|FAA Enforcement Actions Explained|
|FAA Quarterly Enforcement Actions|
|Friday, 16 November 2007 06:44|
The Federal Aviation Administration is publishing a quarterly compilation of enforcement actions against regulated aviation entities that are closed with a civil penalty or issuance of a certificate suspension or revocation. The compilation is based on data from the agency's Enforcement Information System (EIS). For purposes of this compilation, a regulated aviation entity holds a certificate issued by the FAA, e.g., air carrier operating certificate, repair station certificate, pilot school certificate, airport operating certificate, or is a foreign air carrier or other aviation entity regulated under Part 129 of the Federal Aviation Regulations, 14 CFR part 129.
The FAA has authority to issue orders assessing a civil penalty of up to $50,000 for violations of certain aviation laws and regulations. An air carrier is subject to a penalty of up to $11,000 for a single violation of the aviation law or an FAA regulation; other entities are subject to a penalty of up to $1,100. There is no $50,000 limitation on assessments for violations of the Hazardous Materials Transportation Safety Act or the Hazardous Materials Transportation Regulations, and the penalty for each violation of these requirements ranges from $250 to $27,000.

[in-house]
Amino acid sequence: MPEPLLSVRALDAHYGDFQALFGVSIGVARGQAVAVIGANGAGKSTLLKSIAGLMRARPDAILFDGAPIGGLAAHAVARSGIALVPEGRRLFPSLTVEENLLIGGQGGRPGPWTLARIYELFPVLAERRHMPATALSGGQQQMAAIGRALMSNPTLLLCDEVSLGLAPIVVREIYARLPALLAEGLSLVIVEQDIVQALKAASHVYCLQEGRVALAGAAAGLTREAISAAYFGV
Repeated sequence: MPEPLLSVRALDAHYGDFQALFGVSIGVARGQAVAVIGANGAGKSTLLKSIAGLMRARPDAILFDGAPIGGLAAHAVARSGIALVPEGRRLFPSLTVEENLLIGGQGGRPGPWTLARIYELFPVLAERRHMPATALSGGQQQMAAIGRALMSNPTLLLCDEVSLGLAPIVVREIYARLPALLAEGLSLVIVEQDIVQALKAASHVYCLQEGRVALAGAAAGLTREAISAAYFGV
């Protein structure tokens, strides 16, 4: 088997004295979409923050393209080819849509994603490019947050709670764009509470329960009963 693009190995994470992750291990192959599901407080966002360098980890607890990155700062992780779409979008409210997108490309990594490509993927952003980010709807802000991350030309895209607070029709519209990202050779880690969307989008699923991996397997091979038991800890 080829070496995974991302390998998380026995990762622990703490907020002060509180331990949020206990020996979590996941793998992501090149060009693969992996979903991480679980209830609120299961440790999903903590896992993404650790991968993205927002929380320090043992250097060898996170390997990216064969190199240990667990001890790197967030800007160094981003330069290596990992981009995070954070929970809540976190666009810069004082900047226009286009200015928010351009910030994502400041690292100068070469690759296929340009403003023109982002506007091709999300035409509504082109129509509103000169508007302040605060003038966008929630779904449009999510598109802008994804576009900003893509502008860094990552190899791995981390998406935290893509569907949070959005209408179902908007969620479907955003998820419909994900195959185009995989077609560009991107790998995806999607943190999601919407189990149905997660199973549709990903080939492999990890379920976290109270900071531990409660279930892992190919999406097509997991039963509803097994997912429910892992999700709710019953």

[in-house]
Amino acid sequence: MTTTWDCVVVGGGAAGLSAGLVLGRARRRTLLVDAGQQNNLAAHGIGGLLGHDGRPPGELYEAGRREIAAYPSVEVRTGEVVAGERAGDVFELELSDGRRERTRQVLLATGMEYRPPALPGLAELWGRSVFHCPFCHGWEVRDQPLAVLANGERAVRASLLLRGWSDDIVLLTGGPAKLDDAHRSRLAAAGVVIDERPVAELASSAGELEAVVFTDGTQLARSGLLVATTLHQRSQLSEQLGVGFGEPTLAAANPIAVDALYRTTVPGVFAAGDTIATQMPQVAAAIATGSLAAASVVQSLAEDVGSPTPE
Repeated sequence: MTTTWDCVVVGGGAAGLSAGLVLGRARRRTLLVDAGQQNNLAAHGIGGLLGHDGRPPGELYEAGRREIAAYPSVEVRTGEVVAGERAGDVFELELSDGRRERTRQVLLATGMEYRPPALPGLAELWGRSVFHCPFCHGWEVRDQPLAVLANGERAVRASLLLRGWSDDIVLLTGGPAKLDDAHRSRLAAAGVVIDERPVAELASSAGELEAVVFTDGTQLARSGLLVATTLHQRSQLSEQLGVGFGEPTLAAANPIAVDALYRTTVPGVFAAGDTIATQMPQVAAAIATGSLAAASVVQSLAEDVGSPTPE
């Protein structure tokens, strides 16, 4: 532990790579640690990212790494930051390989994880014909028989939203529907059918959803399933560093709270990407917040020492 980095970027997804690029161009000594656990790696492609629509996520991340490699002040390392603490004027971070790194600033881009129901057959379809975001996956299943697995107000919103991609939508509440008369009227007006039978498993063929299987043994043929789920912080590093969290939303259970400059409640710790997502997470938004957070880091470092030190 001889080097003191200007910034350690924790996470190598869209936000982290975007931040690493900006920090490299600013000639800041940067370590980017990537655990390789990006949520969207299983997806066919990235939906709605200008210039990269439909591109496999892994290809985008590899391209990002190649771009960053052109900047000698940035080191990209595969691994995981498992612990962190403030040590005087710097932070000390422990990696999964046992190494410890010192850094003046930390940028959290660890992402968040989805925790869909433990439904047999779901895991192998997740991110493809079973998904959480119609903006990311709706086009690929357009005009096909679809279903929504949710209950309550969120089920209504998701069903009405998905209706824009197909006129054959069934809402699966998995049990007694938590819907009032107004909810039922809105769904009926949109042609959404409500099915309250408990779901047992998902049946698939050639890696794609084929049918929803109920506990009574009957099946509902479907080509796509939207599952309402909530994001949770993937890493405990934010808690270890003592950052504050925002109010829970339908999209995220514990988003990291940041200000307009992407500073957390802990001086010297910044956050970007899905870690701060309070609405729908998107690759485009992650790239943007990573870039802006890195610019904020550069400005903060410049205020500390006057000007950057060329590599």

Before a penalty is assessed, an entity may appeal the notice proposing a civil penalty. A hearing before one of the Department of Transportation's administrative law judges (ALJ) is available. Any decision by an ALJ may be appealed to the FAA Administrator.
For civil penalties in excess of $50,000 (for other than hazardous materials violations), the FAA has authority to compromise a penalty, but not assess it. This type of action is initiated when the FAA sends a civil penalty letter to an entity. The letter advises that the FAA believes the entity has violated a statute or regulation. The letter also states that the FAA is willing to accept a penalty of a specified amount in resolution of the matter. An entity may pay this amount or another agreed-upon amount, including an amount less than $50,000 and no adjudicated finding of violation is made a part of the entity's enforcement record. If an entity does not agree to the compromise, the case is referred to a United States Attorney for prosecution in United States district court. There a penalty is assessed, if appropriate, and findings of violation, which serve as part of a certificate holder's enforcement record, can be made.